Basement membranes are continuous sheets of specialized extracellular matrix that form an interface between endothelial, epithelial, muscle, or neuronal cells and their adjacent stroma. Basement membranes are degraded and regenerated during development and wound healing. They not only support cells and cell layers, but they also play an essential role in tissue organization that affects cell adhesion, migration, proliferation, and differentiation. Basement membranes provide major barriers to invasion by metastatic tumor cells.  Cultrex® Basement Membrane Extract (BME) is a soluble form of basement membrane purified from Engelbreth-Holm-Swarm (EHS) tumor. The extract gels at 37°C to form a reconstituted basement membrane. The major components of BME include laminin, collagen IV, entactin, and heparin sulfate proteoglycan.  BME can be used in a multiple applications, under a variety of cell culture conditions, for maintaining growth or promoting differentiation of primary endothelial, epithelial, smooth muscle and stem cells. BME can also be utilized in cell attachment, neurite outgrowth, angiogenesis, in vitro cell invasion and in vivo tumorigenicity assays.

Alternate Names
Basement Membrane Extracts

Citations for Cultrex RGF Basement Membrane Extract

R&D Systems personnel manually curate a database that contains references using R&D Systems products. The data collected includes not only links to publications in PubMed, but also provides information about sample types, species, and experimental conditions.

26 Citations: Showing 1 - 10
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  1. Hyaluronan-Binding Protein Involved in Hyaluronan Depolymerization Controls Endochondral Ossification through Hyaluronan Metabolism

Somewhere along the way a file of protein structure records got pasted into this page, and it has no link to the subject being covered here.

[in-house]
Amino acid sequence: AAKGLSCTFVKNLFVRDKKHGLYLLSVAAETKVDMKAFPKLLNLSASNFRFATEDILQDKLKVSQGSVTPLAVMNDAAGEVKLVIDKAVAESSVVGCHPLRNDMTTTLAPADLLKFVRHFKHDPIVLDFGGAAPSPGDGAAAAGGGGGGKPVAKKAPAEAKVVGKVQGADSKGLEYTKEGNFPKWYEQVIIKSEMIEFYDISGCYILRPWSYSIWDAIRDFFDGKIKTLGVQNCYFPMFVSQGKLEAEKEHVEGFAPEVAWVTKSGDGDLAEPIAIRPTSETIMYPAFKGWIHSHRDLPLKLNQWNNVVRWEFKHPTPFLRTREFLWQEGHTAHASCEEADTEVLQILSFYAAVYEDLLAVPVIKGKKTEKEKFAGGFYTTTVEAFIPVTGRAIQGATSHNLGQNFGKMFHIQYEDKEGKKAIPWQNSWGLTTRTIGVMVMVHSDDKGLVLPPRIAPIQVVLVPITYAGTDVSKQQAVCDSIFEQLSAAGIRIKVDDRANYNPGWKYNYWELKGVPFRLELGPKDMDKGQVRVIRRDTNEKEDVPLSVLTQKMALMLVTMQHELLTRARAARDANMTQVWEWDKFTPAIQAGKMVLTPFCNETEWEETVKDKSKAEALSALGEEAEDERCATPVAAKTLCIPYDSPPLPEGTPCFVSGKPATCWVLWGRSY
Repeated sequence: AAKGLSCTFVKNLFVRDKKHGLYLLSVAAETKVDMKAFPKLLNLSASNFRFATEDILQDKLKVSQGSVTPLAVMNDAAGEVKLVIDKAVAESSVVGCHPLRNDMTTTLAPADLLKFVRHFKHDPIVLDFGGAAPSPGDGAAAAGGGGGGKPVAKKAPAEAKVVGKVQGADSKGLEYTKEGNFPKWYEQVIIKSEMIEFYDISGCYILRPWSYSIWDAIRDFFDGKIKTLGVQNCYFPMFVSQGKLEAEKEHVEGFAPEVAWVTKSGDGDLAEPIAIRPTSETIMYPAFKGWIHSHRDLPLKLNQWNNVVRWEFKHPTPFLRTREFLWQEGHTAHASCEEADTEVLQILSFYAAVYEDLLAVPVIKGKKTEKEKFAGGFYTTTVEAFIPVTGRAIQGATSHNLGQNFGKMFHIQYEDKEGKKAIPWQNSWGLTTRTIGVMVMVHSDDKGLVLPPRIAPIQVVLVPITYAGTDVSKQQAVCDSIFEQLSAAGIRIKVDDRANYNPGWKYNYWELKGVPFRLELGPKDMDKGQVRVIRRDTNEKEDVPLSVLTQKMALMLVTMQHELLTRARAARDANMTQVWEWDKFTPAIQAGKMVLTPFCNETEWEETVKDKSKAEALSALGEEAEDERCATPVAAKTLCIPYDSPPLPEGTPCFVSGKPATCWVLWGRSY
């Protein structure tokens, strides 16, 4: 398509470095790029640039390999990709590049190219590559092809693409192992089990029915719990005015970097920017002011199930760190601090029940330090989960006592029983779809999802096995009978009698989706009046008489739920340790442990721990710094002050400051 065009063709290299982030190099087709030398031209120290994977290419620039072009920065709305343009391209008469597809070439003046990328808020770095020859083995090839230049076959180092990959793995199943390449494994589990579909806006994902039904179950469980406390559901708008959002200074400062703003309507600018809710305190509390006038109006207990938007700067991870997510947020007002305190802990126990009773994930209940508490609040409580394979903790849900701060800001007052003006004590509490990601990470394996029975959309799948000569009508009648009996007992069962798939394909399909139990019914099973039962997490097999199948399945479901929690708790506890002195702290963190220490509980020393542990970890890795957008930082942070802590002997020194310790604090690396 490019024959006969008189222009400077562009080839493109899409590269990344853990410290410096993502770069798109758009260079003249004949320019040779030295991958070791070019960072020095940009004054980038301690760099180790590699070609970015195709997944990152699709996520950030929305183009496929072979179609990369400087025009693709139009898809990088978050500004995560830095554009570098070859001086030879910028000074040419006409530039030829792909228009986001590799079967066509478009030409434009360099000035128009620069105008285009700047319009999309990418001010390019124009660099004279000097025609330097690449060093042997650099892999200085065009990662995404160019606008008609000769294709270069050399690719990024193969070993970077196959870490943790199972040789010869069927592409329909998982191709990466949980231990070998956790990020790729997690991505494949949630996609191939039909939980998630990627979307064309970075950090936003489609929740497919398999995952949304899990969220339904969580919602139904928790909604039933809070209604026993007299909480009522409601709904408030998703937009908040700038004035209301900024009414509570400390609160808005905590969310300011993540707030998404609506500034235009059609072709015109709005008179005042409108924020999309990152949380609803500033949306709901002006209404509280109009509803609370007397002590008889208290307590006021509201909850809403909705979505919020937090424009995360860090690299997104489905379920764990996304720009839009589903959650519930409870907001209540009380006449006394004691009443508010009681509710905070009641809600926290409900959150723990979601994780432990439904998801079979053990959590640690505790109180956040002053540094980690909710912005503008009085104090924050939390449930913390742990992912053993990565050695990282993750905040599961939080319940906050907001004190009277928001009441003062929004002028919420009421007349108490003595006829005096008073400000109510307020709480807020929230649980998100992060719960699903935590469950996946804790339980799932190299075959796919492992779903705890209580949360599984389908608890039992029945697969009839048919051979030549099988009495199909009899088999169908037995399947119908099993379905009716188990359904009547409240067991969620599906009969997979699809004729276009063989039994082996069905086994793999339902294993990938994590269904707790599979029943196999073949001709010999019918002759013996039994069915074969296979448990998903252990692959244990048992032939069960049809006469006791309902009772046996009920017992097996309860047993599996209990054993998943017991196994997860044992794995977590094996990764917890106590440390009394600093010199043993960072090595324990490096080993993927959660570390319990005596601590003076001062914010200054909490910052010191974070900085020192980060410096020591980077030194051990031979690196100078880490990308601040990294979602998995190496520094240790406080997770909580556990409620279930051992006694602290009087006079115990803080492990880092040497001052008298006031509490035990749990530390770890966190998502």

Authors: M Shimoda, H Yoshida, S Mizuno, T Hirozane, K Horiuchi, Y Yoshino, H Hara, Y Kanai, S Inoue, M Ishijima, Y Okada
    Am. J. Pathol, 2017;0(0):.
  2. Syndecan-1 is a novel molecular marker for triple negative inflammatory breast cancer and modulates the cancer stem cell phenotype via the IL-6/STAT3, Notch and EGFR signaling pathways
    Authors: SA Ibrahim, R Gadalla, EA El-Ghonaim, O Samir, HT Mohamed, H Hassan, B Greve, M El-Shinawi, MM Mohamed, M Götte
    Mol. Cancer, 2017;16(1):57.
  3. Transposon mutagenesis identifies genes that cooperate with mutant Pten in breast cancer progression
    Proc. Natl. Acad. Sci. U.S.A., 2016;0(0):.
  4. Wnt signaling promotes breast cancer by blocking ITCH-mediated degradation of the YAP/TAZ transcriptional coactivator WBP2
    Cancer Res, 2016;0(0):.
  5. The M33 G protein-coupled receptor encoded by murine cytomegalovirus is dispensable for hematogenous dissemination but is required for growth within the salivary gland.
    Authors: Bittencourt F, Wu S, Bridges J, Miller W
    J Virol, 2014;88(20):11811-24.
  6. Protein kinase D1 mediates anchorage-dependent and -independent growth of tumor cells via the zinc finger transcription factor Snail1.